A pair of studies has found that states in the US that have legalized medical and recreational marijuana have seen a drop in opioid prescriptions.
Both published in JAMA Internal Medicine, the two pieces of research analyzed more than five years of data from Medicare Part D and Medicaid.
The former was investigated by researchers from the University of Georgia, Athens. It concerned elderly people over the age of 65 between 2010 and 2015.
In states that had legalized medical marijuana, they found that opioid prescriptions decreased by 2.11 million daily doses a year. This increased to 3.7 million when dispensaries to get marijuana opened up.
In the second study, by the University of Kentucky, they found that states that had legalized medical marijuana saw a 5.9 percent drop in opioid prescriptions. That rose to 6.4 percent for states that had legalized recreational marijuana. Both were between 2011 and 2016.
In an accompanying opinion piece, it was noted that the findings supported “anecdotal evidence from patients who describe a decreased need for opioids to treat chronic pain after initiation of medical cannabis pharmacotherapy.”
Marijuana has long been touted as a way to decrease dependence on opioids, which claim the lives of 90 people in the US every day due to overdoses. And there has been plenty of research before that the pain relief afforded by medical marijuana could reduce the need for opioids.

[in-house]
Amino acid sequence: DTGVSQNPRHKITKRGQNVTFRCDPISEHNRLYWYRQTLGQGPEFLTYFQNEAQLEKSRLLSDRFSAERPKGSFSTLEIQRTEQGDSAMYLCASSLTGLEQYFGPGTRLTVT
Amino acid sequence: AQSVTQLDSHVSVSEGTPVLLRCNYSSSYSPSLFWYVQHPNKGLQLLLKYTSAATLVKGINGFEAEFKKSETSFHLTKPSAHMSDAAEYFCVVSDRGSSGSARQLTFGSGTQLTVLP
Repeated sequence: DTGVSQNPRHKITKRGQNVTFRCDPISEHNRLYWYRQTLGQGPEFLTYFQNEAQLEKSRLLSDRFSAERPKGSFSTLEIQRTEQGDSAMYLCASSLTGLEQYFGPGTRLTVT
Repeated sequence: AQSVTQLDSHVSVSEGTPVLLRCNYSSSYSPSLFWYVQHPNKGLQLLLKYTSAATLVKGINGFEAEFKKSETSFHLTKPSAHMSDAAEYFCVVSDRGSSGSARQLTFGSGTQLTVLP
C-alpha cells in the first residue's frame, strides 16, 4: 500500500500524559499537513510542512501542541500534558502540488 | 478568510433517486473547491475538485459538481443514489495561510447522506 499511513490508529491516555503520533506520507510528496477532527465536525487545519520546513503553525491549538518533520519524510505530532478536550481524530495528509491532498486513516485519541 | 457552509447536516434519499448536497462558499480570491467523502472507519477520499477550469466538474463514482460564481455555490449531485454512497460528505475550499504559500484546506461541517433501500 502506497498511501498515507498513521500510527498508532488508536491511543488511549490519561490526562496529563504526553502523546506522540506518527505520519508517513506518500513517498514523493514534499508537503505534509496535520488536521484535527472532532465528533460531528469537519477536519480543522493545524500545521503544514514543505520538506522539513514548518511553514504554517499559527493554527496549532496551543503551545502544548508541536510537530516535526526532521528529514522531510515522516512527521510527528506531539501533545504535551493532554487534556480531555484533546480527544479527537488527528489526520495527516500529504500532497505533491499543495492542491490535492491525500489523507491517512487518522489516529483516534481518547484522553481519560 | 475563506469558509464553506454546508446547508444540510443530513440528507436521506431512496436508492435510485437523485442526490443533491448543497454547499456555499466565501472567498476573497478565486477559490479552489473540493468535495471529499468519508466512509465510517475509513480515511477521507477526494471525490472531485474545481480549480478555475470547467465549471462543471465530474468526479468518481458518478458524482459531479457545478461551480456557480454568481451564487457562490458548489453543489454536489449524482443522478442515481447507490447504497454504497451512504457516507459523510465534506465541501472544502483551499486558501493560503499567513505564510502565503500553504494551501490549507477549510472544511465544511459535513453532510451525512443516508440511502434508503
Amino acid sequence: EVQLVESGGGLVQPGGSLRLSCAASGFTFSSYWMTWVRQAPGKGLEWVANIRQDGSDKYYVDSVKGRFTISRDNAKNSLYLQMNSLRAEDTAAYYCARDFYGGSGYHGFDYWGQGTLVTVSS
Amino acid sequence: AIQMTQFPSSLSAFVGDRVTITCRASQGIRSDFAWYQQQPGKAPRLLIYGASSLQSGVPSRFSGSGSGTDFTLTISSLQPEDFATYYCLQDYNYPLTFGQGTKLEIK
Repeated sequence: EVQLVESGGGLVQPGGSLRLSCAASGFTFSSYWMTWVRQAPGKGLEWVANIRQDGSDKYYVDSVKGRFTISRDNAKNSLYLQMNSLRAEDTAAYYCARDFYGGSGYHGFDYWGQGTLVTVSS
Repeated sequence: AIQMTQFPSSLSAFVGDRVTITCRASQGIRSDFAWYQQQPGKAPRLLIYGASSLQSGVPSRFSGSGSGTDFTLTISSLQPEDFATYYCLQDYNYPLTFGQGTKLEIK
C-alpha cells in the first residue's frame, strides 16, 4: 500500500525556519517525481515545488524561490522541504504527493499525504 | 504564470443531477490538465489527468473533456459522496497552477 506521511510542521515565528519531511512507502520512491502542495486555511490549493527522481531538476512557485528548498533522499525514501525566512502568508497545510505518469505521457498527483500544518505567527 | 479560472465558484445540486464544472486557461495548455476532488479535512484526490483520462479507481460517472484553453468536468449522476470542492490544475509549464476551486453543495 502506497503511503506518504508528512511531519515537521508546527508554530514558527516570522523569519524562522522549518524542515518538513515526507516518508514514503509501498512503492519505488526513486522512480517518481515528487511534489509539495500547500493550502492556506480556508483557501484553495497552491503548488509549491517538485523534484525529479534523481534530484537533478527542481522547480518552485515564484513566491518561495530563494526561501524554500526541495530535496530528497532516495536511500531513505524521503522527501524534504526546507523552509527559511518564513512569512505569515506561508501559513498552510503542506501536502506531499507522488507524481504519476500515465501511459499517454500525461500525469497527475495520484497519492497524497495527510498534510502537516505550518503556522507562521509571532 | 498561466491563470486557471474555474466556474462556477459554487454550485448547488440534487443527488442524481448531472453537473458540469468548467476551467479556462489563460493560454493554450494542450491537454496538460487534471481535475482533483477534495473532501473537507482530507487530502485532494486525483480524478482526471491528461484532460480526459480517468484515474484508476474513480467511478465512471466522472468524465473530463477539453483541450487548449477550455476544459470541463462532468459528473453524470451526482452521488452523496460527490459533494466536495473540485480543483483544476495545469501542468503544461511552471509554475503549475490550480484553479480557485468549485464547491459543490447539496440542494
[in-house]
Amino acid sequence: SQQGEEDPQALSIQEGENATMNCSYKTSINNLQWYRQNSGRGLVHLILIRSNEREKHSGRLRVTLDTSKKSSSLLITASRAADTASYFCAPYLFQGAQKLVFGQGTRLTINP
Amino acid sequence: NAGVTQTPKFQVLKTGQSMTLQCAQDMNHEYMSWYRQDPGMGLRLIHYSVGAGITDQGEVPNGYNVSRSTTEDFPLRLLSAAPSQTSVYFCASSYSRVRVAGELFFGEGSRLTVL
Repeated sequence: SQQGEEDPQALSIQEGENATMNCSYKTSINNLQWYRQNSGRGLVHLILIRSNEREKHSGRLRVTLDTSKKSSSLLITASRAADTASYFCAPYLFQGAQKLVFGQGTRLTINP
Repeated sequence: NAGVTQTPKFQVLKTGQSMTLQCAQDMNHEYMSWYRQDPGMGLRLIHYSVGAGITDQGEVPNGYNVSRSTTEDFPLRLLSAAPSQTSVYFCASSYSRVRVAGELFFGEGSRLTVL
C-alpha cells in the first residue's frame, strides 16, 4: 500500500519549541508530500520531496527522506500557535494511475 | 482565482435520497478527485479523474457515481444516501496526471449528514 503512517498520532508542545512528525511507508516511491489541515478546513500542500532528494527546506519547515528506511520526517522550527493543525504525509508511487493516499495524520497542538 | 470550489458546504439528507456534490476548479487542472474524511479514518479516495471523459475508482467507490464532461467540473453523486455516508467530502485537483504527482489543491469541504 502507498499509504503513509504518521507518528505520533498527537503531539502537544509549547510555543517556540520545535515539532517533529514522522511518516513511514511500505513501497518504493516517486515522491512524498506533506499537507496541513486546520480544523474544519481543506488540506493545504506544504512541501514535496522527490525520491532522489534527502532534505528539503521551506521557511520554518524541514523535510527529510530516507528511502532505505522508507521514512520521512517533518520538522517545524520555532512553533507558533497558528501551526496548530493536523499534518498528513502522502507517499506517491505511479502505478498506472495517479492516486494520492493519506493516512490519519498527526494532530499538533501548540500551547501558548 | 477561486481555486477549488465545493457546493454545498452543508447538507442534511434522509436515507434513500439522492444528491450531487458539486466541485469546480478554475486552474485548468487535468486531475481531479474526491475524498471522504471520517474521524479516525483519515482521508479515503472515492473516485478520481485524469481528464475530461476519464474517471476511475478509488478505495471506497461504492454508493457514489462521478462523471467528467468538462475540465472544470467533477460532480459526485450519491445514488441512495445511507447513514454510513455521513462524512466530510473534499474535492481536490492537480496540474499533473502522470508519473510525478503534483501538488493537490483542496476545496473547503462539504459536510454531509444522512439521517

Not all research agrees, however. In February this year, a study found that although there was a correlation between the increase of medical marijuana use and the reduction of opioid deaths, there was no evidence it was the cause.
This is similarly noted in the opinion piece about prescriptions, adding these latest studies are ecological analyses. “We do not know whether patients actually avoided or reduced opioid use because of increased access to cannabis,” they note.
However, the research does seem to point in the direction of marijuana having some sort of positive benefit with regards to lessening opioid prescriptions. Cannabis policy has advanced much quicker than cannabis science in the US, so it’s likely more studies will be needed to properly see the effects legalization is having.
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